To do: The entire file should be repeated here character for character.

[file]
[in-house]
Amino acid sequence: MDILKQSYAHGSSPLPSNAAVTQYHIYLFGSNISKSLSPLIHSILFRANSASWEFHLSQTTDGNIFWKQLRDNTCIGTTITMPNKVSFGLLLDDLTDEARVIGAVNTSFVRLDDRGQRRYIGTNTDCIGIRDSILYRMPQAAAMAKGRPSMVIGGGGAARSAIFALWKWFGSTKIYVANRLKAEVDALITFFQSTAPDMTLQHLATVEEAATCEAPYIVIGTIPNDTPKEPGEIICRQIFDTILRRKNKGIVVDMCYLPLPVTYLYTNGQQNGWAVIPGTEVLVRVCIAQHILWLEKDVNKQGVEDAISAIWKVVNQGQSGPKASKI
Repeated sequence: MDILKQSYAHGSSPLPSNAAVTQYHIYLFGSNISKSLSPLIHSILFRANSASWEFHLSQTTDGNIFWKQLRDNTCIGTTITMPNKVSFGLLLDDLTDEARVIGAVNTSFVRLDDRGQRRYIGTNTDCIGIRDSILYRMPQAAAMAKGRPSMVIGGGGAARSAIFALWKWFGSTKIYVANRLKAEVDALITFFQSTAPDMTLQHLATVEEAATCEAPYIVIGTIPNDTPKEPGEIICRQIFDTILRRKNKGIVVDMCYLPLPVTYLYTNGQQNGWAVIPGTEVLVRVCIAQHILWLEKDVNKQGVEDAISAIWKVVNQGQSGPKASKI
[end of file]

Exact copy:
[in-house]
Amino acid sequence: MDILKQSYAHGSSPLPSNAAVTQYHIYLFGSNISKSLSPLIHSILFRANSASWEFHLSQTTDGNIFWKQLRDNTCIGTTITMPNKVSFGLLLDDLTDEARVIGAVNTSFVRLDDRGQRRYIGTNTDCIGIRDSILYRMPQAAAMAKGRPSMVIGGGGAARSAIFALWKWFGSTKIYVANRLKAEVDALITFFQSTAPDMTLQHLATVEEAATCEAPYIVIGTIPNDTPKEPGEIICRQIFDTILRRKNKGIVVDMCYLPLPVTYLYTNGQQNGWAVIPGTEVLVRVCIAQHILWLEKDVNKQGVEDAISAIWKVVNQGQSGPKASKI
Repeated sequence: MDILKQSYAHGSSPLPSNAAVTQYHIYLFGSNISKSLSPLIHSILFRANSASWEFHLSQTTDGNIFWKQLRDNTCIGTTITMPNKVSFGLLLDDLTDEARVIGAVNTSFVRLDDRGQRRYIGTNTDCIGIRDSILYRMPQAAAMAKGRPSMVIGGGGAARSAIFALWKWFGSTKIYVANRLKAEVDALITFFQSTAPDMTLQHLATVEEAATCEAPYIVIGTIPNDTPKEPGEIICRQIFDTILRRKNKGIVVDMCYLPLPVTYLYTNGQQNGWAVIPGTEVLVRVCIAQHILWLEKDVNKQGVEDAISAIWKVVNQGQSGPKASKI